He’s the chief creative officer of Pixar, and the Academy Award-winning director of Soul, Inside Out, Up, and Monsters, Inc. Pete Docter and Steve talk about Pixar’s scrappy beginnings, why it costs $200 million to make an animated film, and the movie moment that changed Steve’s life.

3/26/21
45:44
No. 20

John Donohue: “I’m Frequently Called a Treasonous Enemy of the Constitution.”

He’s a law professor with a Ph.D. in economics and a tendency for getting into fervid academic debates. Over 20 years ago, he and Steve began studying the impact of legalized abortion on crime. John and Steve talk about guns, the death penalty, the heat they took from their joint research, and why it’s frustratingly difficult to prove truth in the social sciences.

3/19/21
39:14
No. 19

Marina Nitze: “If You Googled ‘Business Efficiency Consultant,’ I Was the Only Result.”

At 27— and without a college degree — she was named chief technology officer of the Department of Veterans Affairs. Today, Marina Nitze is trying to reform the foster care system. She tells Steve how she hacked the V.A.’s bureaucracy, opens up about her struggle with Type 1 diabetes, and explains how she was building websites for soap opera stars when she was just 12 years old.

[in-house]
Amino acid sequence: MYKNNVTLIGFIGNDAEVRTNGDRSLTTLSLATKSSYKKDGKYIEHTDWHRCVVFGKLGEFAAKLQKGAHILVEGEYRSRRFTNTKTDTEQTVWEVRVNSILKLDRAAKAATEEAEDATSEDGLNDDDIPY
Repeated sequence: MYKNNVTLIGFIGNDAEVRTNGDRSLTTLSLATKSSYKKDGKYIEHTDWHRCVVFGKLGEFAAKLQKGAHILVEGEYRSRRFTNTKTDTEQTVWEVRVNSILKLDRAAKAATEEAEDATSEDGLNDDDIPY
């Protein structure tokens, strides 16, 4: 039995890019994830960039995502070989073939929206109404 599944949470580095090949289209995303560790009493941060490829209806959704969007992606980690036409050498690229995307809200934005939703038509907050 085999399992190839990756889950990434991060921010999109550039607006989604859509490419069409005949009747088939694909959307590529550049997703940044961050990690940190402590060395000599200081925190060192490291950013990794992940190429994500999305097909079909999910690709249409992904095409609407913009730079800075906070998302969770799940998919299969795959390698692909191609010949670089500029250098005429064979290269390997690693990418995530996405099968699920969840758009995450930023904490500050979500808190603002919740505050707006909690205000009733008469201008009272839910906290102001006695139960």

3/12/21
38:27
No. 18

Robert Sapolsky: “I Don’t Think We Have Any Free Will Whatsoever.”

He’s one of the world’s leading neuroscientists, with a focus on the physiological effects of stress. (For years, he spent his summers in Kenya, alone except for the baboons he was observing.) Steve asks Robert why we value human life over animals, why he’s lost faith in the criminal justice system, and how to look casual when you’re about to blow-dart a very large and potentially unhappy primate.

3/5/21
43:04
No. 17

Emily Oster: “I Am a Woman Who Is Prominently Discussing Vaginas.”